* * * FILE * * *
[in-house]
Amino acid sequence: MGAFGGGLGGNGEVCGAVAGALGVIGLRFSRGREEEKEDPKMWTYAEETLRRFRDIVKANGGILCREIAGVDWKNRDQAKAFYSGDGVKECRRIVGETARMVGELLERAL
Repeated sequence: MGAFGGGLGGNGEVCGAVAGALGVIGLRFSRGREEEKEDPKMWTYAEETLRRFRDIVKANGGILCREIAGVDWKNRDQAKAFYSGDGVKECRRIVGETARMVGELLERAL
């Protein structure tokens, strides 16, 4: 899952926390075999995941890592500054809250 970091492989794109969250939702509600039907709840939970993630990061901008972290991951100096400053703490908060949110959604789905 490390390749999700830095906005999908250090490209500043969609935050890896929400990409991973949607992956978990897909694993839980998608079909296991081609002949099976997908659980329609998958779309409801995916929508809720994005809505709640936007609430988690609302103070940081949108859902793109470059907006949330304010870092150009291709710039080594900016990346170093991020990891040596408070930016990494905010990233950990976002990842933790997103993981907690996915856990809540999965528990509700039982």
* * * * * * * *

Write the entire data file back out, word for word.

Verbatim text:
[in-house]
Amino acid sequence: MGAFGGGLGGNGEVCGAVAGALGVIGLRFSRGREEEKEDPKMWTYAEETLRRFRDIVKANGGILCREIAGVDWKNRDQAKAFYSGDGVKECRRIVGETARMVGELLERAL
Repeated sequence: MGAFGGGLGGNGEVCGAVAGALGVIGLRFSRGREEEKEDPKMWTYAEETLRRFRDIVKANGGILCREIAGVDWKNRDQAKAFYSGDGVKECRRIVGETARMVGELLERAL
């Protein structure tokens, strides 16, 4: 899952926390075999995941890592500054809250 970091492989794109969250939702509600039907709840939970993630990061901008972290991951100096400053703490908060949110959604789905 490390390749999700830095906005999908250090490209500043969609935050890896929400990409991973949607992956978990897909694993839980998608079909296991081609002949099976997908659980329609998958779309409801995916929508809720994005809505709640936007609430988690609302103070940081949108859902793109470059907006949330304010870092150009291709710039080594900016990346170093991020990891040596408070930016990494905010990233950990976002990842933790997103993981907690996915856990809540999965528990509700039982």